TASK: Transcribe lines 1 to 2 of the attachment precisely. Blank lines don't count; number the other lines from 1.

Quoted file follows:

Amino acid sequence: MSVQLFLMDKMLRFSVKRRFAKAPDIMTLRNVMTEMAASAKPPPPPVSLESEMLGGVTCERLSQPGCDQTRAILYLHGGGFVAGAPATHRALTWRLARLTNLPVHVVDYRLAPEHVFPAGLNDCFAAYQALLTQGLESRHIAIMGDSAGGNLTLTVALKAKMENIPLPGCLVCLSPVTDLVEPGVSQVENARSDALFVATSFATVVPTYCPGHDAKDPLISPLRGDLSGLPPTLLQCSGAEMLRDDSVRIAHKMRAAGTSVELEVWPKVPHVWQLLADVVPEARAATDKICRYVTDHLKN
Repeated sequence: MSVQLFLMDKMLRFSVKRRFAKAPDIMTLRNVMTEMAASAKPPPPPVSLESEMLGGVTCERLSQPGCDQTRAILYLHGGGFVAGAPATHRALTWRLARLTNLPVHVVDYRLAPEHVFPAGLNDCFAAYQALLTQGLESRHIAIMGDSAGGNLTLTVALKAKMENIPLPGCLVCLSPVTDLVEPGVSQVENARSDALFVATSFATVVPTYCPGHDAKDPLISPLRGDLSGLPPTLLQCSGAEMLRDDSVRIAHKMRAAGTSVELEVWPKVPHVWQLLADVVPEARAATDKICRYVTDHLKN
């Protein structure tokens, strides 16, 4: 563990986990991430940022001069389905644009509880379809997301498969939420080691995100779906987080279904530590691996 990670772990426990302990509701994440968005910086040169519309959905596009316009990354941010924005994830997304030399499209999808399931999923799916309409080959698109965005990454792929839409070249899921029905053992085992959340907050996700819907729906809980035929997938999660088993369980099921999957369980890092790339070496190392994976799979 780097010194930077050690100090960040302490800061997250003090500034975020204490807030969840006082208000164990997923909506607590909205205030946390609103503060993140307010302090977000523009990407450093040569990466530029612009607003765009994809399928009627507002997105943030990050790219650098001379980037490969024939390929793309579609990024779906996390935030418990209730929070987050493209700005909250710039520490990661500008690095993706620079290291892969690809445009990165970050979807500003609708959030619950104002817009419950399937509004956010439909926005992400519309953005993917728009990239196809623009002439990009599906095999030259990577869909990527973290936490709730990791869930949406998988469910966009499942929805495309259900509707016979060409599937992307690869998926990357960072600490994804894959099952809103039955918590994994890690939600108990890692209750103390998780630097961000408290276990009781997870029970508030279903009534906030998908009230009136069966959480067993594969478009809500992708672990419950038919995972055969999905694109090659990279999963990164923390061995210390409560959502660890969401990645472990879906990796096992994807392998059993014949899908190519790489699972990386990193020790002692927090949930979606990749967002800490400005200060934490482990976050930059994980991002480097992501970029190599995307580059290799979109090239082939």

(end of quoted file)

Amino acid sequence: MSVQLFLMDKMLRFSVKRRFAKAPDIMTLRNVMTEMAASAKPPPPPVSLESEMLGGVTCERLSQPGCDQTRAILYLHGGGFVAGAPATHRALTWRLARLTNLPVHVVDYRLAPEHVFPAGLNDCFAAYQALLTQGLESRHIAIMGDSAGGNLTLTVALKAKMENIPLPGCLVCLSPVTDLVEPGVSQVENARSDALFVATSFATVVPTYCPGHDAKDPLISPLRGDLSGLPPTLLQCSGAEMLRDDSVRIAHKMRAAGTSVELEVWPKVPHVWQLLADVVPEARAATDKICRYVTDHLKN
Repeated sequence: MSVQLFLMDKMLRFSVKRRFAKAPDIMTLRNVMTEMAASAKPPPPPVSLESEMLGGVTCERLSQPGCDQTRAILYLHGGGFVAGAPATHRALTWRLARLTNLPVHVVDYRLAPEHVFPAGLNDCFAAYQALLTQGLESRHIAIMGDSAGGNLTLTVALKAKMENIPLPGCLVCLSPVTDLVEPGVSQVENARSDALFVATSFATVVPTYCPGHDAKDPLISPLRGDLSGLPPTLLQCSGAEMLRDDSVRIAHKMRAAGTSVELEVWPKVPHVWQLLADVVPEARAATDKICRYVTDHLKN